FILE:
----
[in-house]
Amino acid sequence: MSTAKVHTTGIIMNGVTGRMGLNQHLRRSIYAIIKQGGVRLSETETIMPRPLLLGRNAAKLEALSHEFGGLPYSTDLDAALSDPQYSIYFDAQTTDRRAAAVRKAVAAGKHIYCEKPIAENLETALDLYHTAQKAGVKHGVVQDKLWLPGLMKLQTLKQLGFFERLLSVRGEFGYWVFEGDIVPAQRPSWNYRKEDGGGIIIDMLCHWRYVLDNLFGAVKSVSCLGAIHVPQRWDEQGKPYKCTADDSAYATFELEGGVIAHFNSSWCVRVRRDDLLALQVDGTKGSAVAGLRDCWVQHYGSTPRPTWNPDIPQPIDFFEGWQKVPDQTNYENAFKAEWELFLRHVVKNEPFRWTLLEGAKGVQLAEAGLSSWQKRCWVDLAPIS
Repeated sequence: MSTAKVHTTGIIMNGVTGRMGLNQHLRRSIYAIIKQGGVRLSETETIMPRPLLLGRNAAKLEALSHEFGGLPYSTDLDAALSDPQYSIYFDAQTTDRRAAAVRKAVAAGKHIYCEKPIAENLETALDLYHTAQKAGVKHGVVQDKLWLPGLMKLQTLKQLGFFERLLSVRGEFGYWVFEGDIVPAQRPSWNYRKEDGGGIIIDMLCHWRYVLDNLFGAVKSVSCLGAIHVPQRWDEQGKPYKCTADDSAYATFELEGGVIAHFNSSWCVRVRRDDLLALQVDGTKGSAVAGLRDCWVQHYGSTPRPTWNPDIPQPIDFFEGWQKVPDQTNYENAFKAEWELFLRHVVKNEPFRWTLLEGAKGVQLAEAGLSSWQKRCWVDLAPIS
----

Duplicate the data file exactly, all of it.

[in-house]
Amino acid sequence: MSTAKVHTTGIIMNGVTGRMGLNQHLRRSIYAIIKQGGVRLSETETIMPRPLLLGRNAAKLEALSHEFGGLPYSTDLDAALSDPQYSIYFDAQTTDRRAAAVRKAVAAGKHIYCEKPIAENLETALDLYHTAQKAGVKHGVVQDKLWLPGLMKLQTLKQLGFFERLLSVRGEFGYWVFEGDIVPAQRPSWNYRKEDGGGIIIDMLCHWRYVLDNLFGAVKSVSCLGAIHVPQRWDEQGKPYKCTADDSAYATFELEGGVIAHFNSSWCVRVRRDDLLALQVDGTKGSAVAGLRDCWVQHYGSTPRPTWNPDIPQPIDFFEGWQKVPDQTNYENAFKAEWELFLRHVVKNEPFRWTLLEGAKGVQLAEAGLSSWQKRCWVDLAPIS
Repeated sequence: MSTAKVHTTGIIMNGVTGRMGLNQHLRRSIYAIIKQGGVRLSETETIMPRPLLLGRNAAKLEALSHEFGGLPYSTDLDAALSDPQYSIYFDAQTTDRRAAAVRKAVAAGKHIYCEKPIAENLETALDLYHTAQKAGVKHGVVQDKLWLPGLMKLQTLKQLGFFERLLSVRGEFGYWVFEGDIVPAQRPSWNYRKEDGGGIIIDMLCHWRYVLDNLFGAVKSVSCLGAIHVPQRWDEQGKPYKCTADDSAYATFELEGGVIAHFNSSWCVRVRRDDLLALQVDGTKGSAVAGLRDCWVQHYGSTPRPTWNPDIPQPIDFFEGWQKVPDQTNYENAFKAEWELFLRHVVKNEPFRWTLLEGAKGVQLAEAGLSSWQKRCWVDLAPIS